Outpouring tributes continue for the iconic Brazilian footballer, who will be laid to rest near his Santos Football Club.
More than 150,000 people, including President Luiz Inacio Lula da Silva, paid their respects to the Brazilian football great Pele in the coastal city of Santos, filing past the late legend’s open casket at the Vila Belmiro stadium to bid a final farewell.
A 24-hour memorial service for Pele, who died last week at the age of 82 after battling colon cancer for a year, started on Monday as Brazil prepared to lay its football star to rest on Tuesday.
“Pele represents a lot for us Brazilian people,” Thiago Mostazo, a football fan, told Al Jazeera outside the stadium. “It’s a sad moment, but it’s also a moment to honour his life and his career as the greatest football player ever.”
Geovana Sarmento, 17, waited in the three-hour line to view Pele’s body as it lay in repose at the stadium where he played for most of his career. She came with her father, who was wearing a Brazil shirt with Pele’s name.
“I am not a Santos fan, neither is my father. But this guy invented Brazil’s national team. He made Santos stronger, he made it big, how could you not respect him? He is one of the greatest people ever, we needed to honour him,” she told the Associated Press news agency.
Pele will be buried in Santos, where he grew up, became famous – and helped make the city into a global capital of football. He was the only player ever to win three World Cups.
Thousands of mourners, including high school students and Supreme Court justices, filed past the body of Pele on Monday and overnight into Tuesday on the century-old field where he made his hometown team one of Brazil’s best. Pele’s coffin, draped in the flags of Brazil and the Santos Football Club, was placed in the midfield area of Vila Belmiro.
“Long live the king,” a giant banner read inside the stadium. Dubbed the “king of soccer“, Pele played for Santos from 1956 to 1974, scoring more than 1,000 goals.
Lifelong Santos fan Katia Cruz, 58, who lives a block from the stadium, said she had stood in line for four hours to get into the Vila Belmiro at 1:30am (04:30 GMT), attending the wake alone because her husband was “inconsolable”.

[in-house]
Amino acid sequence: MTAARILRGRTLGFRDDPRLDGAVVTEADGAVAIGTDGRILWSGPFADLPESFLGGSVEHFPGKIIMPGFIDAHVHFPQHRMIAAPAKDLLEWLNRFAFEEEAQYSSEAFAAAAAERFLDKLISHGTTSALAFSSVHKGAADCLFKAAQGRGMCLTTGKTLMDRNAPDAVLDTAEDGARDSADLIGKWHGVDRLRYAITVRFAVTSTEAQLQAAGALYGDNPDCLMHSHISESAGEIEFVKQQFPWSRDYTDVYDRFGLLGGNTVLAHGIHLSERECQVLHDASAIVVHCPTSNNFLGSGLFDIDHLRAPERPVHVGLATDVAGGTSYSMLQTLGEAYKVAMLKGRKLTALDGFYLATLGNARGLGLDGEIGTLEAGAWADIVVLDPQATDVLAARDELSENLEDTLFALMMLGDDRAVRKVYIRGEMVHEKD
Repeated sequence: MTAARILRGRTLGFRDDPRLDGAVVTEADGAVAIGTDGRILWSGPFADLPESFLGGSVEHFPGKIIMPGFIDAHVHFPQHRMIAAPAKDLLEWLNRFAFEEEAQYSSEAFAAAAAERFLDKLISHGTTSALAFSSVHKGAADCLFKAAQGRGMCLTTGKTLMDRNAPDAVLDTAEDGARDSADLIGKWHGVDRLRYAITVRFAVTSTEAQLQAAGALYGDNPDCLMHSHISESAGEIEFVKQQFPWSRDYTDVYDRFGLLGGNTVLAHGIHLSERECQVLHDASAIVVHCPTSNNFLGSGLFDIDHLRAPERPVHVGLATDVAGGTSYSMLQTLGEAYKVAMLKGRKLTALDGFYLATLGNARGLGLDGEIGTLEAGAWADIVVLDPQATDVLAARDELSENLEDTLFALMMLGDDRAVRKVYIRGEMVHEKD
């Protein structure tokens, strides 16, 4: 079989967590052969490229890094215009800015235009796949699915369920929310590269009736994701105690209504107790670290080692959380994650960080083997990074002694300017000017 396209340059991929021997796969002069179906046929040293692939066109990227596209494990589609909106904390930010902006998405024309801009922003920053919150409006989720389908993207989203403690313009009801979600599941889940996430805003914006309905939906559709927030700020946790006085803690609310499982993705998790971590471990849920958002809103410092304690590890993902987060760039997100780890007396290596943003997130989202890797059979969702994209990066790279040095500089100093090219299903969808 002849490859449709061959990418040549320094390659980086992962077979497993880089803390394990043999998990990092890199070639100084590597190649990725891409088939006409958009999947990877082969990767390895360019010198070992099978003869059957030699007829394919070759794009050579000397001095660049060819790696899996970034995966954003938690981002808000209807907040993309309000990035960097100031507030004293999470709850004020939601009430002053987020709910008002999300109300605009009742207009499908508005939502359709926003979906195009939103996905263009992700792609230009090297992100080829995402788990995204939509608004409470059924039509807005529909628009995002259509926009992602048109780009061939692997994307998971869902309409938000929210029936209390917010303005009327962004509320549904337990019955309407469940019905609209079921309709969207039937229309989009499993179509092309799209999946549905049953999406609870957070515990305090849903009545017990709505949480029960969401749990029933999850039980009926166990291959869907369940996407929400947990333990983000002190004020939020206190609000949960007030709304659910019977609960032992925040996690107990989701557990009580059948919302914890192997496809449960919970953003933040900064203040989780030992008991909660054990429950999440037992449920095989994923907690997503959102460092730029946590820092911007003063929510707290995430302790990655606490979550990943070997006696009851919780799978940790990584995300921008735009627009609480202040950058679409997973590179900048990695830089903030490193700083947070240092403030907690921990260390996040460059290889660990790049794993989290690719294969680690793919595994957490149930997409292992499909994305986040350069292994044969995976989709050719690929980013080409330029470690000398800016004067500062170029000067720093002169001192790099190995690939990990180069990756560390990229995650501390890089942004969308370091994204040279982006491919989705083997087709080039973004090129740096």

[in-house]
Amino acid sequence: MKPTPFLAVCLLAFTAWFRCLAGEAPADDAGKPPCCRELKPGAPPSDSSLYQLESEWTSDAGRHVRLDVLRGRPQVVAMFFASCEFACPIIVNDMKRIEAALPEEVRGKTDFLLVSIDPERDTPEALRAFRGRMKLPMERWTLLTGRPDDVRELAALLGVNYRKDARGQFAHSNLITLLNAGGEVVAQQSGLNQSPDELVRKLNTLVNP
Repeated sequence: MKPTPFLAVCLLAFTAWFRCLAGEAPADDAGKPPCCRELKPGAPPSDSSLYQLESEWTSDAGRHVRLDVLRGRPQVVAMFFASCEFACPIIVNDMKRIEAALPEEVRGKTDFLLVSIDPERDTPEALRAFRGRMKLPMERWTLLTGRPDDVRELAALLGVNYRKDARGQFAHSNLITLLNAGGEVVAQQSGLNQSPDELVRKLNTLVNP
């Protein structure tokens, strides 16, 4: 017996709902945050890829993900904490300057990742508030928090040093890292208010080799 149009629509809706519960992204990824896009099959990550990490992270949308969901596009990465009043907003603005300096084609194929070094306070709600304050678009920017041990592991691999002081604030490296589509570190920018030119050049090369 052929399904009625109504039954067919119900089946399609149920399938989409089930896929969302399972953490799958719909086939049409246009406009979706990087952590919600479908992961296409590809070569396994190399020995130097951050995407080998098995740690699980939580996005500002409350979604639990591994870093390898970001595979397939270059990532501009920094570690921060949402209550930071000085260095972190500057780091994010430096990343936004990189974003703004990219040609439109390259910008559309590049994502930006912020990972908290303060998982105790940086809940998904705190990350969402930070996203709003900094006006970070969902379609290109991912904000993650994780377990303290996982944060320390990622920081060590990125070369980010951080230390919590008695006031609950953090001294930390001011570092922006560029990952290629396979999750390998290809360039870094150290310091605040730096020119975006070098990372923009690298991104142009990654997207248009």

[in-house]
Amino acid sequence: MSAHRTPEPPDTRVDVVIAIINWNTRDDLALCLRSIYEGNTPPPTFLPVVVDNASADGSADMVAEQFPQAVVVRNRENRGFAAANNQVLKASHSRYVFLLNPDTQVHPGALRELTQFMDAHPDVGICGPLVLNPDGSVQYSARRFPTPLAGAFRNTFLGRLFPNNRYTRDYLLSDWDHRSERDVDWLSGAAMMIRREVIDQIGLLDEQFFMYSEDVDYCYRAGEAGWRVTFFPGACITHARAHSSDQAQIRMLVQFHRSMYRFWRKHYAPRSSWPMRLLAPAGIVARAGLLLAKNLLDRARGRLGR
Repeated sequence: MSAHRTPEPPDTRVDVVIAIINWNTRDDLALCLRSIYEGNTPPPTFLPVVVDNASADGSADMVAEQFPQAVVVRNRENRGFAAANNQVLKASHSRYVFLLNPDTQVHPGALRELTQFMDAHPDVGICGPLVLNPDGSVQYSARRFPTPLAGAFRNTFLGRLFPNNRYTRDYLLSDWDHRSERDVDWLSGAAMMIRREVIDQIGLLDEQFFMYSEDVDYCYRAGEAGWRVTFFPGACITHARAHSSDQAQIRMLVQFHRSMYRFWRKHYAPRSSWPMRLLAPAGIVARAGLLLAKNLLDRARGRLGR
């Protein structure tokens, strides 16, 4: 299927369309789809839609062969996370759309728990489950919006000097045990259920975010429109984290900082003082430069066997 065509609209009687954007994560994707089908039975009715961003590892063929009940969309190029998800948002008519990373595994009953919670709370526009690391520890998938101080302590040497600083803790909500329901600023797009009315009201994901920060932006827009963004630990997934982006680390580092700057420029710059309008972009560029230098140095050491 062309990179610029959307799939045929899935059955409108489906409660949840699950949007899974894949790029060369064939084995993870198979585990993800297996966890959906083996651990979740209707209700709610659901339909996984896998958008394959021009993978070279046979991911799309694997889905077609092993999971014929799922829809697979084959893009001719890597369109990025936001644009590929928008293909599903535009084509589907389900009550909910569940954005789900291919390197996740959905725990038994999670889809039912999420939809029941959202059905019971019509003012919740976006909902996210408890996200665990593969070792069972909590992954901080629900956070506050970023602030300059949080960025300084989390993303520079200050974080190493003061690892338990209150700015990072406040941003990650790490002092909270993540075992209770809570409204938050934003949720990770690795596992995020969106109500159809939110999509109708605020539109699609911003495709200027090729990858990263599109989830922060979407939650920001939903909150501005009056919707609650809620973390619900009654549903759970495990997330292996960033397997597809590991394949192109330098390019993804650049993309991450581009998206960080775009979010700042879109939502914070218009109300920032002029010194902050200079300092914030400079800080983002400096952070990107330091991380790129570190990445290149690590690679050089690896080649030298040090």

She recalled Pele as a “very good, down-to-earth person” who would always autograph the memorabilia people brought to his house.
“He was humble, a humility today’s players don’t have,” she told AFP.
Rows of shirts with Pele’s number 10 were placed behind one of the goals, waving in the city’s summer winds. A section of the stands was filling up with bouquets of flowers placed by mourners and sent by clubs and star players — Neymar and Ronaldo among them — from around the world as loudspeakers played a song named “Eu sou Pele” (“I am Pele”) that was recorded by the Brazilian himself.
The crowd was mostly local, although some came from far corners of the country. Many mourners were too young ever to have seen Pele play.
Newly sworn-in President Lula arrived by helicopter on Tuesday morning and stood next to Pele’s casket in the centre of the field. He took part in a Catholic mass as fans continued to walk past the coffin, and expressed his condolences to Pele’s widow, Marcia Aoki.
“Few Brazilians carried the name of our country as far as he did,” Lula said last week after Pele’s death.
In the 1960s and 70s, Pele was perhaps the world’s most famous athlete. He met presidents and queens, and in Nigeria a civil war was put on hold to watch him play. Many Brazilians credit him with putting the country on the world stage for the first time.
Celebrities and authorities also paid their respects. FIFA President Gianni Infantino was one of the first to attend the memorial on Monday and said he would ask football associations around the world to name a stadium after Pele.